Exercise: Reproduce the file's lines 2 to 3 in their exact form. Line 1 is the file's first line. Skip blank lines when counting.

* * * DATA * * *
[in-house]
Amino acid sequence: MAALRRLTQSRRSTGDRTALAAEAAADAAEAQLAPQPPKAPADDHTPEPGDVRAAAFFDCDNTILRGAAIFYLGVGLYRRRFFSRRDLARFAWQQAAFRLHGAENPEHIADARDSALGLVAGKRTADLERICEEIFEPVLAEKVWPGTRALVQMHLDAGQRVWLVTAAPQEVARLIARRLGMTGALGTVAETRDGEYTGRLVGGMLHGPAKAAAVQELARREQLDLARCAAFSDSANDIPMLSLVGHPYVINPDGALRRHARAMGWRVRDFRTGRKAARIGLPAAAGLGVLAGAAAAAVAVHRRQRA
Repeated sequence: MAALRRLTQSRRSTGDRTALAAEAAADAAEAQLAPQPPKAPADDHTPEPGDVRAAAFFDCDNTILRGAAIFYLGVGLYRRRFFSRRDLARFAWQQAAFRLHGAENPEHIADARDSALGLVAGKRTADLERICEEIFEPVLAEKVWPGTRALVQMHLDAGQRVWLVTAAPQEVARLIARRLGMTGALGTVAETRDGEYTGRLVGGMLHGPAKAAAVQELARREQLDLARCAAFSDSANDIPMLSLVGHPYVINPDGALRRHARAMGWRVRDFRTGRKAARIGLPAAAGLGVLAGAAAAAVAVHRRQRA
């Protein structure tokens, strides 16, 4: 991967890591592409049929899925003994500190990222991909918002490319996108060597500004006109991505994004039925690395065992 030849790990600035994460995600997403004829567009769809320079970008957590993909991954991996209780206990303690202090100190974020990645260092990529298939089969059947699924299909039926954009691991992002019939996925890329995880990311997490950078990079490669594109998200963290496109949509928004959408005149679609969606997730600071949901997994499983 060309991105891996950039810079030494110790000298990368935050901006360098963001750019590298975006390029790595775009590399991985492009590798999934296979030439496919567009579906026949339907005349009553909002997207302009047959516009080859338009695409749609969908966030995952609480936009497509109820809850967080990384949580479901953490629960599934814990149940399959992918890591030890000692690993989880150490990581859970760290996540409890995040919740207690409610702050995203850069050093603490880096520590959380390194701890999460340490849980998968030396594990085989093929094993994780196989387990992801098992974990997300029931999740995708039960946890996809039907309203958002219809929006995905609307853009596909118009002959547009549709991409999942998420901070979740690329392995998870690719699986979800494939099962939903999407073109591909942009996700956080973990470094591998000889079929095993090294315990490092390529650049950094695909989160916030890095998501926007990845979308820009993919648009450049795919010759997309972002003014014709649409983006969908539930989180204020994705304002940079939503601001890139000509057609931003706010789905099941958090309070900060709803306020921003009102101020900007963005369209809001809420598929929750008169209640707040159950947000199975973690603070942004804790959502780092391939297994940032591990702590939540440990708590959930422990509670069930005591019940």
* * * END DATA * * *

Amino acid sequence: MAALRRLTQSRRSTGDRTALAAEAAADAAEAQLAPQPPKAPADDHTPEPGDVRAAAFFDCDNTILRGAAIFYLGVGLYRRRFFSRRDLARFAWQQAAFRLHGAENPEHIADARDSALGLVAGKRTADLERICEEIFEPVLAEKVWPGTRALVQMHLDAGQRVWLVTAAPQEVARLIARRLGMTGALGTVAETRDGEYTGRLVGGMLHGPAKAAAVQELARREQLDLARCAAFSDSANDIPMLSLVGHPYVINPDGALRRHARAMGWRVRDFRTGRKAARIGLPAAAGLGVLAGAAAAAVAVHRRQRA
Repeated sequence: MAALRRLTQSRRSTGDRTALAAEAAADAAEAQLAPQPPKAPADDHTPEPGDVRAAAFFDCDNTILRGAAIFYLGVGLYRRRFFSRRDLARFAWQQAAFRLHGAENPEHIADARDSALGLVAGKRTADLERICEEIFEPVLAEKVWPGTRALVQMHLDAGQRVWLVTAAPQEVARLIARRLGMTGALGTVAETRDGEYTGRLVGGMLHGPAKAAAVQELARREQLDLARCAAFSDSANDIPMLSLVGHPYVINPDGALRRHARAMGWRVRDFRTGRKAARIGLPAAAGLGVLAGAAAAAVAVHRRQRA